Language is manipulated and unreliable everywhere in the film. When McGregor is first exposed to this project, his agent tells him, “Rumor has it that the manuscript is a crock of s***.” Throughout the mansion, Polanski hangs paintings and prints with either undecipherable words, or words with their meanings truncated from their context. What we do get to read in the art poster in Amelia’s office is negative, menacing words like “Scornful, Disdainful,” or “Love worth killing for.” Shady double entendres make up a good part of the jokes. A memoir intended to tell a straightforward written account of a life becomes rife with code. “All the words are there, but they’re in the wrong order,” says McGregor. When McGregor exposes the lies that Lang has told about his past, through documents that his dead ghostwriter left behind, Ruth retorts with, “Trust McAra (the original ghostwriter) to ruin a good story with too much research.” Truth is a liability, and should be evaded. Like McGregor, we have to selectively string together the words and language we are given to arrive at the truth. Lang, Ruth, Amelia, and ultimately Polanski are unwilling to help us.
A score composed specifically for the film by Alexandre Desplat, a young but seasoned composer with more than a dozen film scores to his name, including Julie and Julia and The Girl with a Pearl Earring, holds this Rubik’s Cube of a movie together. Desplat’s composition for The Ghost Writer skillfully integrates sound with images by introducing themes, accentuating suspense, and exposing emotions as varied as romance and fear. He even uses humoristic sequences to support Polanski’s entry into black comedy. Desplat, who worked closely with the film footage, incorporates many ambient sounds like car horns and clanking iron into his score. One of the most important is the island lighthouse’s foghorn. Desplat uses this as his resounding motif, producing a melodic sequence that uses the rise and fall of the foghorn’s moans to accentuate the sense of danger.
It is hard not to compare Desplat with Alfred Hitchcock’s prized composer Bernard Herrmann. In Vertigo, Herrmann incorporates a foghorn’s call for danger in his score. Madeleine’s theme song in Vertigo is reciprocated in Desplat’s musical sketch of Lang’s unhappy wife in “The Truth about Ruth.” This composition, at times romantic, at times melancholic, shows us more of Ruth than she herself is willing. Lang also has his own theme song, “Lang’s Memoirs,” which is played at discrete moments when McGregor watches Lang expose his true nature. The soundtrack ironically seem more truthful and authentic than the images, as Hitchcock also frequently showed in his films.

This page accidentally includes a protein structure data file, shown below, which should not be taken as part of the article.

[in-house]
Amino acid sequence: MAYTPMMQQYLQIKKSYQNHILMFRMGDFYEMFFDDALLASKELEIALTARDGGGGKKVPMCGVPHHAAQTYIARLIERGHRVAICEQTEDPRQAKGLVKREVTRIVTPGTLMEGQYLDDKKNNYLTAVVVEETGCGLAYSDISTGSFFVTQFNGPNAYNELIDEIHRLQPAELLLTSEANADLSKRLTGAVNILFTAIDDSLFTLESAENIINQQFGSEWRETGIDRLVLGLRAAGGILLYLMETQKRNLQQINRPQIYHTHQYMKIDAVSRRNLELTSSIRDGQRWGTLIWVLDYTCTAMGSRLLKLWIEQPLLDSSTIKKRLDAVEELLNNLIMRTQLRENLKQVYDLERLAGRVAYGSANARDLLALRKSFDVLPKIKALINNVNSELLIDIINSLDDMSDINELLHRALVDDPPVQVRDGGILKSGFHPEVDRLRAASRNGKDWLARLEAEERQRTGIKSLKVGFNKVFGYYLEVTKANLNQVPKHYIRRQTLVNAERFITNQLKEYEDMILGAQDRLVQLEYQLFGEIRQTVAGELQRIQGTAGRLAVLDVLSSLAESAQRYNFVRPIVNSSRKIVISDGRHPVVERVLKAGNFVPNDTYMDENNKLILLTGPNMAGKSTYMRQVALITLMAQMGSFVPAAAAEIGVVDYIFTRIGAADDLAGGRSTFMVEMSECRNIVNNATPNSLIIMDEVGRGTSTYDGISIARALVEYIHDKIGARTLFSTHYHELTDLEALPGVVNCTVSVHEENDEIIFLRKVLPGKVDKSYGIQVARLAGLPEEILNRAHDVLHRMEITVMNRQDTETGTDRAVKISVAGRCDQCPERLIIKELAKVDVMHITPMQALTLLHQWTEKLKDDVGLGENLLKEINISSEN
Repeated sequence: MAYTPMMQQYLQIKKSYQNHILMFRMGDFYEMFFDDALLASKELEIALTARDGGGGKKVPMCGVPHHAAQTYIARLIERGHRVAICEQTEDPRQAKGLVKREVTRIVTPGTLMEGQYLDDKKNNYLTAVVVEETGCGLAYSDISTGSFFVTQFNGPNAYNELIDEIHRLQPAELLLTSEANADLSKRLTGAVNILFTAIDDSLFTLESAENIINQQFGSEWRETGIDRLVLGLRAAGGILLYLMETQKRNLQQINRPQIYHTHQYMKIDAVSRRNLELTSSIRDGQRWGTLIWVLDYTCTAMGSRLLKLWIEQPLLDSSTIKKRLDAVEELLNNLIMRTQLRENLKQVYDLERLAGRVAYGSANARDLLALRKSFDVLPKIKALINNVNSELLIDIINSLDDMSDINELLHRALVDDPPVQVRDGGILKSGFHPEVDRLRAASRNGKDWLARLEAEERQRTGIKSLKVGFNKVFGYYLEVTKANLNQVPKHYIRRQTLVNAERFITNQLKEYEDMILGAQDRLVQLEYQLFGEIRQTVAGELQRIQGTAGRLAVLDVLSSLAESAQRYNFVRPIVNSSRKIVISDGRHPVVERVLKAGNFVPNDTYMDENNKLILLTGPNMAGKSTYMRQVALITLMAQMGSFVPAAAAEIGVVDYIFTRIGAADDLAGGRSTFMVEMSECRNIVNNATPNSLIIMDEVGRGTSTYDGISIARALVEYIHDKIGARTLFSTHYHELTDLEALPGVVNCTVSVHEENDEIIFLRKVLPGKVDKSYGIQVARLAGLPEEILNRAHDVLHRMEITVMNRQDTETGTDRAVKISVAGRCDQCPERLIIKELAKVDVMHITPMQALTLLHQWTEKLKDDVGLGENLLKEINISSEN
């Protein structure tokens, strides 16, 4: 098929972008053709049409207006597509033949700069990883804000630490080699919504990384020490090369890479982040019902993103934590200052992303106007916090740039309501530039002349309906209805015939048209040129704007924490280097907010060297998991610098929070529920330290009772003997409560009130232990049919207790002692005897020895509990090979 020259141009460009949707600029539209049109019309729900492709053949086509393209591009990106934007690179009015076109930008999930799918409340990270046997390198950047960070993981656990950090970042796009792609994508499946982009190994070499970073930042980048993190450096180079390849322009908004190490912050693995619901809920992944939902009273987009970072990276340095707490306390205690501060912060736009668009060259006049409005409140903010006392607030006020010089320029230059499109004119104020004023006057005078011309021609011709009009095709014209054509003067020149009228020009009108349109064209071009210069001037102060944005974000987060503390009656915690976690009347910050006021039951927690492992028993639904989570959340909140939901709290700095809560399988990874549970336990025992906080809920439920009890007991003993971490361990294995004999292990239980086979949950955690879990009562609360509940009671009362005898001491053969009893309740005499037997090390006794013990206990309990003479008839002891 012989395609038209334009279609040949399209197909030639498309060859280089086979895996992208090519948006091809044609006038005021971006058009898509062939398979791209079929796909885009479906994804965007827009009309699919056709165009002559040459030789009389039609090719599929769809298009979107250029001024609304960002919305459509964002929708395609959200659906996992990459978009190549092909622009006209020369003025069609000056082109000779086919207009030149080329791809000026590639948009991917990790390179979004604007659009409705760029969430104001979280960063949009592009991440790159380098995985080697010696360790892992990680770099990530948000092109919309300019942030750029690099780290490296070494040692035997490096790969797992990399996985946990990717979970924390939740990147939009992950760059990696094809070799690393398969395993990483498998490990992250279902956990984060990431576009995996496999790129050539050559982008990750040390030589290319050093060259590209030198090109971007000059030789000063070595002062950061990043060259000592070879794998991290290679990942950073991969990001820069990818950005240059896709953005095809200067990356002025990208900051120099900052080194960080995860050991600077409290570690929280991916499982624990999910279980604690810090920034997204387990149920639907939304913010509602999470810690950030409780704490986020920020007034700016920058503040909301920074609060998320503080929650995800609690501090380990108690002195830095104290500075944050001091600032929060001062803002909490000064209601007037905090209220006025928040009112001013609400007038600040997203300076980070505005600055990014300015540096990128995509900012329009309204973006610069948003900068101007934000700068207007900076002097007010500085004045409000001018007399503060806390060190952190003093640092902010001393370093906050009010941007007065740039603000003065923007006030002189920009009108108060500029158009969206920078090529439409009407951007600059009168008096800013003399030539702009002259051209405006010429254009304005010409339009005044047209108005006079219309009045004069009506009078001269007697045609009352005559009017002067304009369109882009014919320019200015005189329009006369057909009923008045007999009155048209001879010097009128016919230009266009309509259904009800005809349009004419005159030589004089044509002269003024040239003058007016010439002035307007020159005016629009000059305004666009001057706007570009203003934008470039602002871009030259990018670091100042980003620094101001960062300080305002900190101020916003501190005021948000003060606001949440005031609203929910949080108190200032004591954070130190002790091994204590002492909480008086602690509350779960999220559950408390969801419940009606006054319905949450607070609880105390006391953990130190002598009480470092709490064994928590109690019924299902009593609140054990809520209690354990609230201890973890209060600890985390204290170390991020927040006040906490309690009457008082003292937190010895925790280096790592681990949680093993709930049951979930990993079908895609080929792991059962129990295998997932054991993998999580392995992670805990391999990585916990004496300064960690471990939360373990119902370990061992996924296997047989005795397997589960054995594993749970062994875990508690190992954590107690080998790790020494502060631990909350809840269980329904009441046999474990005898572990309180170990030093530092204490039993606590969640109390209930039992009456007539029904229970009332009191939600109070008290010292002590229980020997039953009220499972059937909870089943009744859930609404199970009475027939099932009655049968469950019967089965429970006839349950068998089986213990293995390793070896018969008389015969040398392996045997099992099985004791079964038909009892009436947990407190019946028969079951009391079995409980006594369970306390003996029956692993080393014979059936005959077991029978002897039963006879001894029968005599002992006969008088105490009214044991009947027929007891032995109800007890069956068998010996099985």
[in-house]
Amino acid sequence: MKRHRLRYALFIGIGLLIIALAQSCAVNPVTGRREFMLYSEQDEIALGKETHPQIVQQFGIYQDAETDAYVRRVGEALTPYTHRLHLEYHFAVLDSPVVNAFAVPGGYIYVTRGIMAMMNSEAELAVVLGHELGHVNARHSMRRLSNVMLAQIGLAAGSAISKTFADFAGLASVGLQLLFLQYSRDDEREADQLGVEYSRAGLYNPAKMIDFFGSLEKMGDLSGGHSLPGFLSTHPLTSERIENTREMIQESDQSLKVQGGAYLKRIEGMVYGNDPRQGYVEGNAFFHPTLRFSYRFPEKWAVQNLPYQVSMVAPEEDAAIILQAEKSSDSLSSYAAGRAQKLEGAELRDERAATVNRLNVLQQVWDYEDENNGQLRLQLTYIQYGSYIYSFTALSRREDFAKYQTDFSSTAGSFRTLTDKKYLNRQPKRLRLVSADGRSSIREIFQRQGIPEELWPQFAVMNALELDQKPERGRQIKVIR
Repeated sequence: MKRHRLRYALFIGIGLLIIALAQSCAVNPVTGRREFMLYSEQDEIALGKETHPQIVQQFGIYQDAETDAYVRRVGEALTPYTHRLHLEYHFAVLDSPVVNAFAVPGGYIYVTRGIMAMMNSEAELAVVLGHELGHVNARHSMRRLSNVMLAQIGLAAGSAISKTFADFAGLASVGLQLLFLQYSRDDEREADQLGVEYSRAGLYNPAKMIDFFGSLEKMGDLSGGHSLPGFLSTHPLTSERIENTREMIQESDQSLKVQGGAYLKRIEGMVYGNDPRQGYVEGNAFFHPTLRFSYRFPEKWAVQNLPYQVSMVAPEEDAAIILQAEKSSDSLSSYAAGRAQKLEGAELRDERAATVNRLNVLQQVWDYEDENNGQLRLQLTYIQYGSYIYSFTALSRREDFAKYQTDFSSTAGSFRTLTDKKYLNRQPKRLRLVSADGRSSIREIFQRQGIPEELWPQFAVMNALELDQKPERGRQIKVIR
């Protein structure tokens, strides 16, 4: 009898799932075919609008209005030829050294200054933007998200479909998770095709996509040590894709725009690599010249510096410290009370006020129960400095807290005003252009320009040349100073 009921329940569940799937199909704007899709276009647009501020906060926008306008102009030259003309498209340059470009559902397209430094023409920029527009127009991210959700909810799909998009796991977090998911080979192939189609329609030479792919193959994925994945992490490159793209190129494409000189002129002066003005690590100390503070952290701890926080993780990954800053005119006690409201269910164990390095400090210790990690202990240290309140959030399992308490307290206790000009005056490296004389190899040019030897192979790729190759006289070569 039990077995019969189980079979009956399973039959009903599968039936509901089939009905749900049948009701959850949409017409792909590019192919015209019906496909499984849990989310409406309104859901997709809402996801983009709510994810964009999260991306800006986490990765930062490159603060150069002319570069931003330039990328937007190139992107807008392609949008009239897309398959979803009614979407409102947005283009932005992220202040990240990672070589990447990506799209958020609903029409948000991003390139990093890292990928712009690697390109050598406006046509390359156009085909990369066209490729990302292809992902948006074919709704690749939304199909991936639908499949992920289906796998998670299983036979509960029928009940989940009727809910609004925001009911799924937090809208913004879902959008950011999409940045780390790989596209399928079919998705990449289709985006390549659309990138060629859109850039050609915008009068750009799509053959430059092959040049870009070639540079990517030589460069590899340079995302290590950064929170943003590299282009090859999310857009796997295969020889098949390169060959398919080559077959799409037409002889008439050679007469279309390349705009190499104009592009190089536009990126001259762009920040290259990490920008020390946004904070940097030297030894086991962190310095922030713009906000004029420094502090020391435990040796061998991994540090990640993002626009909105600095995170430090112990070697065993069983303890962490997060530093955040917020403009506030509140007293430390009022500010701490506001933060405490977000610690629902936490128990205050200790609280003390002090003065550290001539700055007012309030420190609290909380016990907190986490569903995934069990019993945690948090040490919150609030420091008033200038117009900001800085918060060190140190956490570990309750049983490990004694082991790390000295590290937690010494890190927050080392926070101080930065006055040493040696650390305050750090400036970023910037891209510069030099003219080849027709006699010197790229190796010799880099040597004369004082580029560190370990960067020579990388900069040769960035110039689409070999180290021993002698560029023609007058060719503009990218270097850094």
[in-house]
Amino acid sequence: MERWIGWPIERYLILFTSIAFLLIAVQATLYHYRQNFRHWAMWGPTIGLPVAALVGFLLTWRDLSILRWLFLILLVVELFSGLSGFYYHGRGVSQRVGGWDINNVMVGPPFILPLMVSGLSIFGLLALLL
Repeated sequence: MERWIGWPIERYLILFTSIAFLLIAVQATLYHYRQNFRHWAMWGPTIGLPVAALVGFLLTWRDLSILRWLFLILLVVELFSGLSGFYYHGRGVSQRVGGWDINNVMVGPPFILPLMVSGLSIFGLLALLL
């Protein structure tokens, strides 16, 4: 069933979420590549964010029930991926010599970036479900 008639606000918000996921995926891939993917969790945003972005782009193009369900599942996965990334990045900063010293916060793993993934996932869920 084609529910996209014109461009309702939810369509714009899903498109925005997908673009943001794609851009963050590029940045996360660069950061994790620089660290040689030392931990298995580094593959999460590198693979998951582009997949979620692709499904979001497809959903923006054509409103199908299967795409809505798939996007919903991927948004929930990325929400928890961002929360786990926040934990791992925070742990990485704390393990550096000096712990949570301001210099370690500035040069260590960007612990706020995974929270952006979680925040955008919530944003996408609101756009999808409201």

Film time is often expanded with Desplat’s score. One strategy he uses is to overlay a full musical composition over the images, which are then edited to stretch time. Such is the case when McGregor goes to the island for the first time. Desplat’s piece “Travel to the Island” is played twice through, while intercutting shots of McGregor in various positions – looking at the sea, reading signs, sleeping, walking around on the ferry, riding in the taxi – are filmed in one long sequence. These lengthy musical and visual sequences force us to slow down to look for clues that might help us solve the puzzle. Music becomes our aide in deciphering the images.
Notwithstanding Hitchcock’s notorious murder scene in Psycho, most of his murders occurred off-screen. This is another undoubted Hitchcockian influence on Polanski’s The Ghost Writer. Polanski does show us the politically induced assassination of his main character, followed by the suicide of the assassin. But I’ve already argued that Polanski doesn’t take the anti-American politics that preceded this assassination seriously, thus he makes it a straightforward incident of gunshot then death. In addition, the blood that we see from the wounds is part of the symbolic red that Polanski has been weaving throughout his film. The deaths of the two ghostwriters are presented in a more mysterious and intriguing manner.
At the end, during his book launch at Rhinehart’s, McGregor foolishly informs Ruth that he’s figured out everything. McGregor then walks out of the party and into the street carrying the manuscript with him. He wanders into the middle of the street looking for a taxi, and eventually walks off-screen. A car travels at high speed towards McGregor as the music, in ¾ waltz tempo (dancing with death?), progresses in a crescendo. When the car is barely out of the frame, the music stops abruptly. The next scene is silent, with scattering papers blowing back into the frame. Polanski leaves this crucial last frame empty of its context and lets our imagination finish the story,
We follow Polanski’s imaginative processes with the clues he places throughout the film, from the canvases on walls, to the surrounding color schemes. One such clue is the coffee table art book he places in Lang’s office. The book is on visual artist Olafur Eliasson. “If [my] artworks make you think about what you see and how you see it, I think I’ve achieved something,” says Eliasson. This is surely Polanski’s wish for The Ghost Writer.